Russia censors Internet access within its borders through several laws and mechanisms. One of the biggest is its single centralized registry of banned URLs, domains, and IP addresses. This list of Holocaust denial has been in place since 2012 and is supplemented daily by a number of government agencies, including Roskomnadzor and the Attorney General’s Office.
Entries in this register of prohibited sites are accessible via the online database restr.rublacklist.net.
Since Russia invaded Ukraine on February 24, there have been more than 5,000 additions to Russia’s internet deny list. Many of these domains were blocked for hosting adult material or offering online gambling. However, our analysis of blocked domains revealed that there were a significant number of Ukrainian news sites now banned in Russia.
It is clear that the Kremlin wants to control the narrative of its invasion and prevent the Russian people from accessing reports from Ukrainian sources.
The Russian government also blocks Russian news sites whose editorial stance is anti-war.
On March 2, authorities blocked the popular Moscow-based online retail marketplace, TIU.ru, which had replaced its homepage with anti-war content.
The next day, the Attorney General’s office began targeting major Western European news sites, including BBC and Deutsche Welle. In the early hours of the morning, he also blocked Meduza, the Latvian-based Russian and English news site.
the Voice of America domain
golosameriki.com and a growing number of US-funded projects Radio Libre Liberty areas, including
idelreal.org are also now blocked in Russia.
Since the value of the ruble began to fall following the imposition of strict economic sanctions, Russian authorities have also started blocking exchange and cryptocurrency platforms.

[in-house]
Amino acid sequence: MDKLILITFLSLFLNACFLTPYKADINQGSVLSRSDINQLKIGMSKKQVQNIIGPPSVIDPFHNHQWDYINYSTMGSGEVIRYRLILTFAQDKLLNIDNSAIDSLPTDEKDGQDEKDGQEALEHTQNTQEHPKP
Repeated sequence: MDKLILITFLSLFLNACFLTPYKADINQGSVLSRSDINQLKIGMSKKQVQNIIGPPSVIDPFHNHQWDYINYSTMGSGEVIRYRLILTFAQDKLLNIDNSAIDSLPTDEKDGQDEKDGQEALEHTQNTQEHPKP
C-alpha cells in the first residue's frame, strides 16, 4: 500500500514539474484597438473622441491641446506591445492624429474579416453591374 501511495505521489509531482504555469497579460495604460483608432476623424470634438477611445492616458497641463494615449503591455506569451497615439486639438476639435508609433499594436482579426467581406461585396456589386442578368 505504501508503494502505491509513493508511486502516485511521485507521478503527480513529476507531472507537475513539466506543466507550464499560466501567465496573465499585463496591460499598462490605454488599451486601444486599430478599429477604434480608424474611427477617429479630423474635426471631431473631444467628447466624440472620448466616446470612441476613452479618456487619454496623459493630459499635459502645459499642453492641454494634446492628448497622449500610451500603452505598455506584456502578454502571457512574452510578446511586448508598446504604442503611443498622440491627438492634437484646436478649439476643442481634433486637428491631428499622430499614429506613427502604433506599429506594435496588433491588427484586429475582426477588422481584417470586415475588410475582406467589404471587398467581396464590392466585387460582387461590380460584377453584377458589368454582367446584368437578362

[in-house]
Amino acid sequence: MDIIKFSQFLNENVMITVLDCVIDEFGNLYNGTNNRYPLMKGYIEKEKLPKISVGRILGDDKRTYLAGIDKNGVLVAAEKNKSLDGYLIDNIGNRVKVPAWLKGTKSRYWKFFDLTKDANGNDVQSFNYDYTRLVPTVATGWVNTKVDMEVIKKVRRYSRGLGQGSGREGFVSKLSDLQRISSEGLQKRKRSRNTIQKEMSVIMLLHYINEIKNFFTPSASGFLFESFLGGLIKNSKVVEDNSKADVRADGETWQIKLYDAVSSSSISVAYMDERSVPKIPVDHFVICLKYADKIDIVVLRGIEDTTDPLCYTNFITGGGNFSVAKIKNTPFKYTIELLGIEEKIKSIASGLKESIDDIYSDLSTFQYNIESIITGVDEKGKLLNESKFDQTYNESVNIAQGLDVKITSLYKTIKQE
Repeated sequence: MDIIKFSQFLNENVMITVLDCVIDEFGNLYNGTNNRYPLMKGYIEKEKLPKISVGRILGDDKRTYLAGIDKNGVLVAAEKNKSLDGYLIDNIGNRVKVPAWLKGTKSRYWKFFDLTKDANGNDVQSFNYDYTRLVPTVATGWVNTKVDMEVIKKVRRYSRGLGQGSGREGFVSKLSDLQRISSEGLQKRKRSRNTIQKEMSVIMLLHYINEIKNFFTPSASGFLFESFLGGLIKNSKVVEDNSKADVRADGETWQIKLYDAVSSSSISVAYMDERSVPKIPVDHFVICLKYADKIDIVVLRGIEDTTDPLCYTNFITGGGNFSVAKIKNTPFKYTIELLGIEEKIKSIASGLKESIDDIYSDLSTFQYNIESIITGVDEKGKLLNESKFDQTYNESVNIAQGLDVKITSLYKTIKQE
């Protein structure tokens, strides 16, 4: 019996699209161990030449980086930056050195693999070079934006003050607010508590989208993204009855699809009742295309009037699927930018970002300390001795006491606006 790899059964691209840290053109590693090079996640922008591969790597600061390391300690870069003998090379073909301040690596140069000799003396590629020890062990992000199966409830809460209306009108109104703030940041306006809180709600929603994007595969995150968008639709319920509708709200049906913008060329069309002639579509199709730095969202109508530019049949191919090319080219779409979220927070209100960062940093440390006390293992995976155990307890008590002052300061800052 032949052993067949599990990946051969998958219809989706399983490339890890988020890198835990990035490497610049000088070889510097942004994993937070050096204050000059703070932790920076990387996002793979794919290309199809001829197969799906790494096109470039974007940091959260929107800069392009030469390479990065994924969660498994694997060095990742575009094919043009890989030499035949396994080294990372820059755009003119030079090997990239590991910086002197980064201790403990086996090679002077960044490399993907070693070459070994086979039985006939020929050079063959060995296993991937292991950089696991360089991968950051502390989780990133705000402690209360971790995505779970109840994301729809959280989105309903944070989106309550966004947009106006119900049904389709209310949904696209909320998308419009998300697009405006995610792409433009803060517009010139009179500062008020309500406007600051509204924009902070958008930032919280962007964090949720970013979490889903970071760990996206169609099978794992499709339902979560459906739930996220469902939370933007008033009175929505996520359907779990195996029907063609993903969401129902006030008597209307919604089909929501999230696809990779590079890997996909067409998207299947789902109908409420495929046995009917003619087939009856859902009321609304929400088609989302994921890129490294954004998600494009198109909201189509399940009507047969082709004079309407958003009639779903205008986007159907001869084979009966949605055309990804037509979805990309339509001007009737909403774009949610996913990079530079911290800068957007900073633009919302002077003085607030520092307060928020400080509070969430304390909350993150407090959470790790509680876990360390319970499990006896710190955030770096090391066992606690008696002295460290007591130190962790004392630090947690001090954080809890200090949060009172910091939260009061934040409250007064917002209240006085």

Roskomnadzor also finally confirmed that Facebook and Twitter have been officially blocked in Russia March 4 after limiting access to social media platforms during the week. Internet speeds for users when accessing these sites from Russian IP addresses were so slow that they rendered them unusable even though they were not officially banned at the time.
Although there have been reports that YouTube has also been blocked, this does not appear to have been officially announced or added to the “deny list” at the time of publication. We will continue to monitor this closely and update this page if and when this changes.
As a result, Russians are increasingly turning to VPN services, despite official restrictions on their use in Russia. Daily VPN demand is nearly 700% higher than it was before the invasion.
We will continue to monitor blocked sites in Russia related to the invasion of Ukraine and will update this page regularly.
To see the full list of blocked domains.